Nord User FAQ - based on the Nord User Forum

This Nord User FAQ contains answers or references of frequently asked questions of members of this forum.
Nord also has very extensive official FAQs for each instrument here: Nord FAQ Be sure to check those out!

Sections:
General NORD FAQ
Nord STAGE FAQ
Nord ELECTRO FAQ
Nord PIANO FAQ
Nord Sample Editor FAQ
NORD Amplification FAQ

 

General NORD FAQ

Which instruments can load samples from the Nord Sample Library?

  • Only the Nord Wave, Nord Electro 3, Nord Electro 4, Nore Electro 5, Nord Stage 2 and 2 EX, and the Nord Piano 2 can load Nord- and user created samples in the .nsmp format.

How do I load new Piano or Sample sounds into my Nord Keyboard?

How can I create my own samples and load them into my Nord Keyboard

How to choose an amp/speaker for my Nord Keyboard?

Where to find spare parts for my Nord Keyboard?

Can I control other parameters such as Resonance etc. via MORPHING?

Do I need to get the Nord Triple Pedal or is there another way of having Sostenuto, Una Corda, Half-Pedaling, and/or Pedal Noise?

One or several keys of my Nord keyboard are not working, have a too loud level/velocity, or only work when using the organ?

Can I transfer my Programs across different Nord models? 

  • When it comes to Programs (patches) each Nord model is compatible only with itself, regardless the number of keys (for models which have multipleversions). So, for example: a transfer between a Nord Electro5D61 and Nord electro 5 HP 73 is possible, but a transfer between a Nord Electro5D61 and Nord electro 4D61 is not possible.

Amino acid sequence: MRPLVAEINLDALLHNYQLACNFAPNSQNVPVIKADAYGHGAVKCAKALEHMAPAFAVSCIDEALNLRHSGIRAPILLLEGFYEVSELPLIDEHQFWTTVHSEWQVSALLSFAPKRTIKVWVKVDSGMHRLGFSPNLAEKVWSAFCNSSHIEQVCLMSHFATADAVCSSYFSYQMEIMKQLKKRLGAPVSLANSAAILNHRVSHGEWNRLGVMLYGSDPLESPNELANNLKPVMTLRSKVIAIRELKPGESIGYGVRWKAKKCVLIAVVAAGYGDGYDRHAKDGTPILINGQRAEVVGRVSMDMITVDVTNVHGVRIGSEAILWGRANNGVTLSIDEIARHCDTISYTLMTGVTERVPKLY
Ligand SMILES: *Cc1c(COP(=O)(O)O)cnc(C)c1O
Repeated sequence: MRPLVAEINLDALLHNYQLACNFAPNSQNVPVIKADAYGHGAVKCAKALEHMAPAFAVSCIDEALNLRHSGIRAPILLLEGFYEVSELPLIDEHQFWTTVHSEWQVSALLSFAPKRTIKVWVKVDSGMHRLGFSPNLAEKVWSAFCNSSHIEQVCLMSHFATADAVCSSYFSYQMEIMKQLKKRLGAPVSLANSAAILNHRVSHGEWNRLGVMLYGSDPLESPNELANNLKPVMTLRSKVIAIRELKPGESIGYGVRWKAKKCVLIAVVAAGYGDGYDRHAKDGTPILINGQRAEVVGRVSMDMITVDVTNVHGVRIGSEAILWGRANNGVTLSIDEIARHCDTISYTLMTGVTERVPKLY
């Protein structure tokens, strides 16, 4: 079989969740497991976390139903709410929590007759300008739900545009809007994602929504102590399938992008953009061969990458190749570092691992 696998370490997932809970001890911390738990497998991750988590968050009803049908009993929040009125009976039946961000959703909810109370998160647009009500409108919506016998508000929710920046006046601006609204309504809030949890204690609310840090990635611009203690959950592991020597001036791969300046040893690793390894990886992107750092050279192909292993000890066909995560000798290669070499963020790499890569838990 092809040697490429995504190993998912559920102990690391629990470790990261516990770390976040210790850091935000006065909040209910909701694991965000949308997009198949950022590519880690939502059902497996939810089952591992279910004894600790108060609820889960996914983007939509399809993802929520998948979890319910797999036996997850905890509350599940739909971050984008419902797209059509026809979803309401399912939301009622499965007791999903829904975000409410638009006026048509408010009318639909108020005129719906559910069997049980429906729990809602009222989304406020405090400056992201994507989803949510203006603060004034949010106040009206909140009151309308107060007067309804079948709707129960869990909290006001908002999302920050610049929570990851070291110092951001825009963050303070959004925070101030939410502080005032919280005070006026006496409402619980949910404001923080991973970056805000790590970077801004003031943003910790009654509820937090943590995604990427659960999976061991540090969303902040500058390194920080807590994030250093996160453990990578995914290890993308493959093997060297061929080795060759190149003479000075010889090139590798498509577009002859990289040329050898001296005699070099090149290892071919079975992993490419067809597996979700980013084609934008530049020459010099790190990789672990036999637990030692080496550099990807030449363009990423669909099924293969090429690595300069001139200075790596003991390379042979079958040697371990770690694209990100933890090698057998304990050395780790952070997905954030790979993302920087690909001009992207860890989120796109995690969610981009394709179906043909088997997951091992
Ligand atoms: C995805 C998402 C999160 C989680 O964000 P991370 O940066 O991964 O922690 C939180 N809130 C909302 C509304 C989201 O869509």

• The only exception to this rule are the "EX" versions of the Nord Stage (Classic/EX, 2/2EX), which anyway require special care due to the different amount of sample memory (higher on EX models)

 How can I record my Nord into any/a daw? 

This depends what you would like to record:

  • Midi
    • MIDI has nothing to do with audio. It is ONLY the information about what is played and when, but there is no sound transfer. It is to audio as Sheet music is to a CD. Sheet music contains all the information about what’s on the CD, but it doesn’t contain any sound itself (as said by Analogika).
    • When recording midi (notes) you will need to connect your Nord to your Mac/PC with an USB cable or MIDI interface using the MIDI DIN connection. Depending on the Nord model, it's supporting MIDI over USB (or not). In the DAW (of your choice) you have to create a MIDI channel strip and configure it to listen for MIDI data on the configured MIDI port.
  • Audio
    • Audio can be recorded on your Mac/PC using the onboard microphone connection (not recommended) or an audio interface (external audio card). You have to connect the L/R audio output of your Nord device to this audio interface. In the DAW (of your choice) you have to create a AUDIO channel strip and configure this to the configured audio input on your audio interface where you Nord instrument is connected to.

 

Nord STAGE FAQ

Where can I find patches or programs for my Nord Stage Classic or EX?

  • Here you find a collection of user created patches and programs: nord_stage_program_collection.php. NORD has not released individual programs other than the presets which you found on the Nord Website

Where can I find samples, patches or programs for my Nord Stage 2?

How can I transfer my programs for the Nord Stage Classic or EX to my new Nord Stage 2?